by Katha Pollitt
Random House, 2007, 224 pp., $22.95
After years of feminist pressure to integrate the bylines of America’s journals and newspapers of record, women’s opinion pieces and political commentary remain scarce. Flora Lewis and Elizabeth Drew were notable forerunners, but the real change came with the women who broke into print in the late 1980s and 1990s: a group that included Barbara Ehrenreich, Gail Collins, Maureen Dowd, Ellen Goodman, and Katha Pollitt. To varying degrees, they transformed the voice of the pundit on high to an identifiably female one, routinely treating “women’s” issues, setting up confiding relationships with readers, and using feminist tartness as a weapon of choice when it came to deflating and skewering enemies. I say “varying degrees,” because each used these components in a different mixture, with Goodman, for example, writing closer to a genderless stance and Dowd lurching between feminism and acid misogyny, whichever suits her essentially destructive purposes of the moment.
It’s been Pollitt who’s gone the farthest in using the feminine “I” as the linchpin of something new, an amalgam of opinion and personal essay. Over the years, a domestic backstory has wound through her articles in The Nation, turning the column into a little stage where family members and friends might stroll on from the wings to advocate positions, argue with the writer, and play out scenes about political ambiguities and debates. To start out, there was a shadowy and adored husband who then turned into an ex-husband. Pollitt’s daughter, Sophie, was always a regular guest, a funny preternaturally perceptive New York child; a toddler when we first met her, Sophie became a young woman over the years Pollitt was writing. Friends male and female wandered in and out, and sometime in the late nineties, a more assertive domestic partner appeared, the Last Marxist, who took up quite a bit of time on stage (too much for my taste), speaking up for the Old Time Religion. You couldn’t help but get interested in these people, and take sides with or against them, and admire their cleverness, and wonder about the “real” story—which, of course, you never really knew.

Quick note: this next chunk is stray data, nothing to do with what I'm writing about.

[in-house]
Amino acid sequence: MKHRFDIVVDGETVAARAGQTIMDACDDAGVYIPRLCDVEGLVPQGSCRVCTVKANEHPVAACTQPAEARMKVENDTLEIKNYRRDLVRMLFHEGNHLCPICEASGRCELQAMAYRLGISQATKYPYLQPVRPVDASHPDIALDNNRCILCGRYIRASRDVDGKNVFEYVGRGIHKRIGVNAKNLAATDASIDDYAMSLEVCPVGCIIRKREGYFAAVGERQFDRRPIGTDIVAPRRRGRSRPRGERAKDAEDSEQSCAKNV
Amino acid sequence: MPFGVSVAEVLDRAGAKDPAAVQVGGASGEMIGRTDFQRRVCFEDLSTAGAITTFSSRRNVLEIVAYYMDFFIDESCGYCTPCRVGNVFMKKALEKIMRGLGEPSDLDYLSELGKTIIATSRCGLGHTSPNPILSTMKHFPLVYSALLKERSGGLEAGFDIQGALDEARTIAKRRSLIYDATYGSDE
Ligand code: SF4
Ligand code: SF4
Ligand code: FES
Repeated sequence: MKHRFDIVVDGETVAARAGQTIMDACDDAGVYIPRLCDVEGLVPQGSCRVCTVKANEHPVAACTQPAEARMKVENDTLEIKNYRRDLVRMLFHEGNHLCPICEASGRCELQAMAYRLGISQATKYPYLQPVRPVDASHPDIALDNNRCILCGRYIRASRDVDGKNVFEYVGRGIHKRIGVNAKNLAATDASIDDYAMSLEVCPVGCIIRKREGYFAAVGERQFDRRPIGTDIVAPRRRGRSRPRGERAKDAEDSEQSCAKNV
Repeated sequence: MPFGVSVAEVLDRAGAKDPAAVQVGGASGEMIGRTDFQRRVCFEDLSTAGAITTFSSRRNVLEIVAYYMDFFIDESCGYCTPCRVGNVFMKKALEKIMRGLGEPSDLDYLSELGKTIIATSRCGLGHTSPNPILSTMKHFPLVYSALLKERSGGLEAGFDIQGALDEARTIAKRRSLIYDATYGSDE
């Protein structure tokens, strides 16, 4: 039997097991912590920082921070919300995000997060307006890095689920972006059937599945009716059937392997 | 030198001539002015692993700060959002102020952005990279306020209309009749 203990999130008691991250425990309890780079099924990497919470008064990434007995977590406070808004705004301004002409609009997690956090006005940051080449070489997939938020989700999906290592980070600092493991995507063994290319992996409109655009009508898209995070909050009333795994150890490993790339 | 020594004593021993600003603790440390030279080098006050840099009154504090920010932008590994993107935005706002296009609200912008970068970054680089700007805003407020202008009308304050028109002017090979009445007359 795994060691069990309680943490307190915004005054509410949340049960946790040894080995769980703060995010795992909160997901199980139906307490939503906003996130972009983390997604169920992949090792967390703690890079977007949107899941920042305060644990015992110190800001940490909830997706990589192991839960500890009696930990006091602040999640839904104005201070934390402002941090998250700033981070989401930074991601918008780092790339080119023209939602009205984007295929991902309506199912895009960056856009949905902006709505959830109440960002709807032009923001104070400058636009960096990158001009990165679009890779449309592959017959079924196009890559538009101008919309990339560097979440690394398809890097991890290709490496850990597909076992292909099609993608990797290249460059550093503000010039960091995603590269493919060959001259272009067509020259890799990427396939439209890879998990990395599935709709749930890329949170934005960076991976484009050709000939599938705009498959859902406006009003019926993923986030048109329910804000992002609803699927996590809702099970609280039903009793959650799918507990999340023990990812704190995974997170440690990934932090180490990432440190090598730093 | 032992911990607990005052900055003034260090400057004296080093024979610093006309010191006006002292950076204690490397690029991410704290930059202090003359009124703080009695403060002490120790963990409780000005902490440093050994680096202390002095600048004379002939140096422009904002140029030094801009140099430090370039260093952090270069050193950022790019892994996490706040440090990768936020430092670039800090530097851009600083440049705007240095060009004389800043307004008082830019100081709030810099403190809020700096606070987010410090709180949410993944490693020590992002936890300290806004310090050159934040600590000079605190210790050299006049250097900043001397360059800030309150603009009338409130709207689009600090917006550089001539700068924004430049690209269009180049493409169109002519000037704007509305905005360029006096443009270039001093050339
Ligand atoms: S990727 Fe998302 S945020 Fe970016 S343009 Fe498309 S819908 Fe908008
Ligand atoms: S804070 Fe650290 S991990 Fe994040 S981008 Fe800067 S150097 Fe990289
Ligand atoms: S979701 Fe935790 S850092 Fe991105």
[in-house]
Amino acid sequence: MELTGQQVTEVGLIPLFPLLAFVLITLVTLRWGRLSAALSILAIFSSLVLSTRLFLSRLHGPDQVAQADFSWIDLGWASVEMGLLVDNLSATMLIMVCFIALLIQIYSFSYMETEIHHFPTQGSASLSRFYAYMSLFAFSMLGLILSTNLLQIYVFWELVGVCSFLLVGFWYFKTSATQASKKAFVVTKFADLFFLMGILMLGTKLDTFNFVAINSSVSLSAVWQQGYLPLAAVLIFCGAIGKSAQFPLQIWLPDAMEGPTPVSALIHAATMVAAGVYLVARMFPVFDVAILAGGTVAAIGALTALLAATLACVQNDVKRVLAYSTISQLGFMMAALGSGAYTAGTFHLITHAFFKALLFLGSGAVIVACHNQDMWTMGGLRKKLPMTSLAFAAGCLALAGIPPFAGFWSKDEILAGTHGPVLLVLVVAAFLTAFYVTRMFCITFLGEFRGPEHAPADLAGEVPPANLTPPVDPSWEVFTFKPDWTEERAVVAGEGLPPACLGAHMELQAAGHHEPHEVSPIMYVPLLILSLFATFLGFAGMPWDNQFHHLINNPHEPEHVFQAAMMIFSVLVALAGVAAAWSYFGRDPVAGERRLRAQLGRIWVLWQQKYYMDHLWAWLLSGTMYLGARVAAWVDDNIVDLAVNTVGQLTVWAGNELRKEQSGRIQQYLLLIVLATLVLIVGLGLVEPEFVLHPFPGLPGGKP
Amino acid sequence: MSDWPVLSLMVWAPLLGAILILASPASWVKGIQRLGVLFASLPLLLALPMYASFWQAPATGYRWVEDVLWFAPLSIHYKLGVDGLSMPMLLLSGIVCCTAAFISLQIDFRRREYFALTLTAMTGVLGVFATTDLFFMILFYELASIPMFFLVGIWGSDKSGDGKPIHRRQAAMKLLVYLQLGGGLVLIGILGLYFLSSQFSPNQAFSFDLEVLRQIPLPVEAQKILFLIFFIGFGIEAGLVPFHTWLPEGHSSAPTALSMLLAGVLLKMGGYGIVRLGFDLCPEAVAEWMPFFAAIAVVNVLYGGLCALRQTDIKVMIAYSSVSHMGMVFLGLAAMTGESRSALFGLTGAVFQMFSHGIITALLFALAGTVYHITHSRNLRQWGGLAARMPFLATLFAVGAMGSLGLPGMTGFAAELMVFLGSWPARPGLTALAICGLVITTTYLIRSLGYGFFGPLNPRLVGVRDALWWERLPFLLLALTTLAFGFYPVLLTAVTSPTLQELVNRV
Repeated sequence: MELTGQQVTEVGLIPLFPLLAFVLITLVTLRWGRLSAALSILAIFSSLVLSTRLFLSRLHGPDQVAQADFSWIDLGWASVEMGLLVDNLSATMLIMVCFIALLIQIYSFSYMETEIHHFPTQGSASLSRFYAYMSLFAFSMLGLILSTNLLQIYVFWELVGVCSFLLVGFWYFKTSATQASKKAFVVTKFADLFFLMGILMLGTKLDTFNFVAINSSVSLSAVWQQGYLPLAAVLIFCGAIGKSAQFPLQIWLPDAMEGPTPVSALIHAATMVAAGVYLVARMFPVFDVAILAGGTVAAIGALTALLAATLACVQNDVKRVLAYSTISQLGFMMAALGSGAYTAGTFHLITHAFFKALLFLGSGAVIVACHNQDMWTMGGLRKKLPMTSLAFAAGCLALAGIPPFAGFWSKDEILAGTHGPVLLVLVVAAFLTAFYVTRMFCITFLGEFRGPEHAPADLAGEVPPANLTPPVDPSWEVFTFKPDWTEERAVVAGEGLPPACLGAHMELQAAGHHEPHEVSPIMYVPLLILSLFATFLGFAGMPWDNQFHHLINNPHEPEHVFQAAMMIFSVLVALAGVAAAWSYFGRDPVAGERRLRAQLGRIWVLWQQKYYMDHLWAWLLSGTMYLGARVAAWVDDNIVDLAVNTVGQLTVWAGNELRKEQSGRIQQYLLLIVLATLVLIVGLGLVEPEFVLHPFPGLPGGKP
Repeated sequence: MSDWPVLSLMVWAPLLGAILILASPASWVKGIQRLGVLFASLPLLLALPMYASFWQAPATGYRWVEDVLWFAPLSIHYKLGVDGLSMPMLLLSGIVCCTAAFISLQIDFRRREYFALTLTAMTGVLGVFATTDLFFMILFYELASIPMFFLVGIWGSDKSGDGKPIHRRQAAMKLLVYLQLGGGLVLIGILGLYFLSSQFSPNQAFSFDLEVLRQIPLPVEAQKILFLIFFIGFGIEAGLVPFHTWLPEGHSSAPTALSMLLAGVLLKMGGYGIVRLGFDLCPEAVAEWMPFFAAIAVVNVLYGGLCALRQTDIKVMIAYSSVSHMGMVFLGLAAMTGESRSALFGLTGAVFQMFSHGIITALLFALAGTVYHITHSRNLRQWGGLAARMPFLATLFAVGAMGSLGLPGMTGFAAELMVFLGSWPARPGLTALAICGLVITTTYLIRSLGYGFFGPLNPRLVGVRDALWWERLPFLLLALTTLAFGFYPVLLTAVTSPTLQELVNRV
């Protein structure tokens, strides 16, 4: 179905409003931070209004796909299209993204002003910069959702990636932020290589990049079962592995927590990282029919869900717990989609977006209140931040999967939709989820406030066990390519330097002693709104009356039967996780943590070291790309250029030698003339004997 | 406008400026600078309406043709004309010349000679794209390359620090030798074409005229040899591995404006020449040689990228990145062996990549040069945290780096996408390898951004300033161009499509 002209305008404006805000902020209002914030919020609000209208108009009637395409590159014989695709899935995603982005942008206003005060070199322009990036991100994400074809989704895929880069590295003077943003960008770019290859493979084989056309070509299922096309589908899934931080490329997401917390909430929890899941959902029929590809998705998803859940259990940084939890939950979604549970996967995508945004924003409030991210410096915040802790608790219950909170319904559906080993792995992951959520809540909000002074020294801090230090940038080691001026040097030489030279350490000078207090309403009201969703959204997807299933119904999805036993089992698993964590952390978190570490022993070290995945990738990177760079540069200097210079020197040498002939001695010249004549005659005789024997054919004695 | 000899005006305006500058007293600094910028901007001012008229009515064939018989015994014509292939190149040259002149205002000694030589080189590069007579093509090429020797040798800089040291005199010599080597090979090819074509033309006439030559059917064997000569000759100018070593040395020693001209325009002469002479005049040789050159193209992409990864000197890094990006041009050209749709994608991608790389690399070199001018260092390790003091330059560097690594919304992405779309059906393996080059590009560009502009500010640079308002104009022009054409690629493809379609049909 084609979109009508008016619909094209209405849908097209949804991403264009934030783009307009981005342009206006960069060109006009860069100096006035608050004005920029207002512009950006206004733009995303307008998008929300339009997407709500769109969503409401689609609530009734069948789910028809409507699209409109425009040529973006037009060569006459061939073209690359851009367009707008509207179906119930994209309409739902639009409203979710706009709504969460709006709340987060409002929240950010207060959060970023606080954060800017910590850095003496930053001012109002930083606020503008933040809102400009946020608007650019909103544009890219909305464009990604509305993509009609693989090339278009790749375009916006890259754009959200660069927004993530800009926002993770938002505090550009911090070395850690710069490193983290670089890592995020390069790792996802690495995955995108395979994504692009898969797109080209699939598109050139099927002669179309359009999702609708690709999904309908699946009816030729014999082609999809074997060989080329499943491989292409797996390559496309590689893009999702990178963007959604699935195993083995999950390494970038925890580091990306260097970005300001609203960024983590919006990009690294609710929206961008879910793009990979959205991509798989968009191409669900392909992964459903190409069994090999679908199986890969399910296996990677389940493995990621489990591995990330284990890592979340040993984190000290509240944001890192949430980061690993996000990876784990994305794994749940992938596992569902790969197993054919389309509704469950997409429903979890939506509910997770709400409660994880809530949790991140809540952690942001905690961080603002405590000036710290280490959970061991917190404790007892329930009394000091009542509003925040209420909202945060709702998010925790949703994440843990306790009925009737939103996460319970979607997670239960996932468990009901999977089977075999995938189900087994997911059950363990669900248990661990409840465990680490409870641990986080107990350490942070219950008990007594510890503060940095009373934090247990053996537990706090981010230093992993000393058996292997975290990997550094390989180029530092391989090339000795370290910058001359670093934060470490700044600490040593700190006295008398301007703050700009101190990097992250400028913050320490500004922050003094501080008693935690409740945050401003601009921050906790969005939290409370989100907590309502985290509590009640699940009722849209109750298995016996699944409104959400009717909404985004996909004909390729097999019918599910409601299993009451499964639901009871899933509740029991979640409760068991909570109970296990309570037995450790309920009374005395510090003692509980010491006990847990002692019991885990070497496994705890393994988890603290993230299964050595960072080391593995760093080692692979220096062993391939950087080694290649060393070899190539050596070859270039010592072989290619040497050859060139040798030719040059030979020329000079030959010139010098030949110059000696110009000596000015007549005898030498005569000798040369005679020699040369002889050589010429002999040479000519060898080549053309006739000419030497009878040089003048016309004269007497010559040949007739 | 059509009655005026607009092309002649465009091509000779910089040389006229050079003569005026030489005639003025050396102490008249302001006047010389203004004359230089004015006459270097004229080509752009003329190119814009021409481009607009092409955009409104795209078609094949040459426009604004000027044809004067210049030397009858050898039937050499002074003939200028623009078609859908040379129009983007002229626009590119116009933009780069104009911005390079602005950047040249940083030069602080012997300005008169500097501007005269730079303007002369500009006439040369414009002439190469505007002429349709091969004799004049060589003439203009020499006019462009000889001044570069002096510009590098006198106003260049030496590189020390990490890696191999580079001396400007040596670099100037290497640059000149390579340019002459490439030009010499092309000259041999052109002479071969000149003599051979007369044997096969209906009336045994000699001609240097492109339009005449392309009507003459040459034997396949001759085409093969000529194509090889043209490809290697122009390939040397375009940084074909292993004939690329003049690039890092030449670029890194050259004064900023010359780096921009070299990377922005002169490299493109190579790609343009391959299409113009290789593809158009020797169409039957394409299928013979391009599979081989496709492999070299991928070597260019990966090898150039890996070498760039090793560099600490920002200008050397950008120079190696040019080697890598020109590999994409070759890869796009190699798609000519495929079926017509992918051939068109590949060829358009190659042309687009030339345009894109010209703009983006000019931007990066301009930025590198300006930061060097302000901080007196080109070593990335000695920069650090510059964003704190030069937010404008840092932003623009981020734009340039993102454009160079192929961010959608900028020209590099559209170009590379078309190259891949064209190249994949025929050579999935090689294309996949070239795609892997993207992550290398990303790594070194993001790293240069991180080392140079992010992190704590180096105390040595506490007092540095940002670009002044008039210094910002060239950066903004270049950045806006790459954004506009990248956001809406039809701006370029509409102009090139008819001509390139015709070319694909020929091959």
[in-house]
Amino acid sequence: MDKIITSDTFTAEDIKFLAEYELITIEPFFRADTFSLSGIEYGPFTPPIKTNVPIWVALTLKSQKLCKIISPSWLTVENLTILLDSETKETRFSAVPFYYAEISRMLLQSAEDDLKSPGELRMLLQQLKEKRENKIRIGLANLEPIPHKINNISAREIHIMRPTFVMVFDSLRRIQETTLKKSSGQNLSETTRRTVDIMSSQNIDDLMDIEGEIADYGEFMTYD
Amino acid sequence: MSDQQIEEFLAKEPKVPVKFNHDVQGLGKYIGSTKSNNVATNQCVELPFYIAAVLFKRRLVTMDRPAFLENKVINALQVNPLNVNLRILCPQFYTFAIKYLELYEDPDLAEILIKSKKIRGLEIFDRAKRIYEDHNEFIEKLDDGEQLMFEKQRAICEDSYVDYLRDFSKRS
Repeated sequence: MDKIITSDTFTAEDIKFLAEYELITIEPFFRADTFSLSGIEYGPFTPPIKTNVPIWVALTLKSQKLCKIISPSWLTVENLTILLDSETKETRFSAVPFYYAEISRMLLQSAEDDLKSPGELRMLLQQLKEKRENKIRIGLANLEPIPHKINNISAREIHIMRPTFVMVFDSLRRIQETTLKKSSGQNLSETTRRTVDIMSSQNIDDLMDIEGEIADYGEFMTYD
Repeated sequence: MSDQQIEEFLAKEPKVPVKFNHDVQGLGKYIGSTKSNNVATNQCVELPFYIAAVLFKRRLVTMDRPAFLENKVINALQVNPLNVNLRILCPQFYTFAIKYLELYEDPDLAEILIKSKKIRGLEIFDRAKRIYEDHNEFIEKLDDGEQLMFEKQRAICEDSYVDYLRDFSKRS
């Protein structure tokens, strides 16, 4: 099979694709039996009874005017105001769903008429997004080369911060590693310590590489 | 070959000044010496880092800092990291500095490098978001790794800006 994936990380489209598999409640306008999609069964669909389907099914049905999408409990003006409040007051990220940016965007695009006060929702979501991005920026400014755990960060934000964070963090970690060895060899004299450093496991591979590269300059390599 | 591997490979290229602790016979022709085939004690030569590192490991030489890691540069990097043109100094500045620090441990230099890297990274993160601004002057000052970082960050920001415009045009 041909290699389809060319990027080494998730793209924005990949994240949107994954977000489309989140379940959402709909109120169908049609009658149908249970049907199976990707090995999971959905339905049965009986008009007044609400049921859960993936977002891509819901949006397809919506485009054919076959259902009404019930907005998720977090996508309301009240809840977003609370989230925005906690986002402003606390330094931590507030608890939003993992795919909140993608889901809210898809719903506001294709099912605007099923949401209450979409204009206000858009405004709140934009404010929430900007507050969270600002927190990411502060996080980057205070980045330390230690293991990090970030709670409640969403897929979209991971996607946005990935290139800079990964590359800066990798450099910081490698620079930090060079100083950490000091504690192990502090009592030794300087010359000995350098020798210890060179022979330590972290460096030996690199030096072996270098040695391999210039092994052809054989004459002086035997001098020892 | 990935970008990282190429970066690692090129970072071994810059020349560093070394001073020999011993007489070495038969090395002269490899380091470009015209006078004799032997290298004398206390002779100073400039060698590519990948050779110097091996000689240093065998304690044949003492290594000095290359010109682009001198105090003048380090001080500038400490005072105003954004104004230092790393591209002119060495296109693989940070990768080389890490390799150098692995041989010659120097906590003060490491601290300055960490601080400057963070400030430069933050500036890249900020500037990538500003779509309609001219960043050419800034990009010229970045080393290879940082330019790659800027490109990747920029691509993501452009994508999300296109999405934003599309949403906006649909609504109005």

The characters allowed Pollitt to inject the columnist’s monologue with the dramaturgy of heated conversation, an idealized representation of the ongoing talks we all have—or want to have—with the people we’re close to about the things that matter. Sometimes she was the debater and provocateur (in a notorious piece written after 9/11, she stopped Sophie from hanging an American flag out their apartment window) and sometimes she was the commentator stage right, as she mulled over the Last Marxist’s certainties or sifted her daughter’s teenage perceptions through the sieve of her own feminist beliefs. The tone was...
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